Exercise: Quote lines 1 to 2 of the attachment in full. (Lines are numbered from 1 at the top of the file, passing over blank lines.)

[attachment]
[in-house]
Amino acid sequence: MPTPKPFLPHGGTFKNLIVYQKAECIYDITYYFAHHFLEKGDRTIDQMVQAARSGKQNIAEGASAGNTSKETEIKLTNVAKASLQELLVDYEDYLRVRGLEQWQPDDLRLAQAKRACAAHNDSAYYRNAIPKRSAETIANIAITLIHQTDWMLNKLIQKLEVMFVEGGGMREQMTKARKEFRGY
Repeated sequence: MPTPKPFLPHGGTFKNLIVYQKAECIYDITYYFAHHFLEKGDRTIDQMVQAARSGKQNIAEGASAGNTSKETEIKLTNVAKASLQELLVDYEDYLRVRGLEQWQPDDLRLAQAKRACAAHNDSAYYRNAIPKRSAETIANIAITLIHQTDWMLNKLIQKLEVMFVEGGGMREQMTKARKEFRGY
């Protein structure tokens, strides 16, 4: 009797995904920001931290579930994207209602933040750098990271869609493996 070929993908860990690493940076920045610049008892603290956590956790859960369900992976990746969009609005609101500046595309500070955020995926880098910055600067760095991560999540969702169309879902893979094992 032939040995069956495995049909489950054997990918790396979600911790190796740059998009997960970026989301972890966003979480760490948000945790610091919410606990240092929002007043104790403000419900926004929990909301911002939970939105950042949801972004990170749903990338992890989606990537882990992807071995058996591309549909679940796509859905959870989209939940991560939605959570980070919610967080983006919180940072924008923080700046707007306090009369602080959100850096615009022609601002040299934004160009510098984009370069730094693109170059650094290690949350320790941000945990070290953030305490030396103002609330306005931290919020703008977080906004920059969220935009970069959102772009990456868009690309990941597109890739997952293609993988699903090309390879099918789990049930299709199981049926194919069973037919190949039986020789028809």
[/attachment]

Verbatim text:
[in-house]
Amino acid sequence: MPTPKPFLPHGGTFKNLIVYQKAECIYDITYYFAHHFLEKGDRTIDQMVQAARSGKQNIAEGASAGNTSKETEIKLTNVAKASLQELLVDYEDYLRVRGLEQWQPDDLRLAQAKRACAAHNDSAYYRNAIPKRSAETIANIAITLIHQTDWMLNKLIQKLEVMFVEGGGMREQMTKARKEFRGY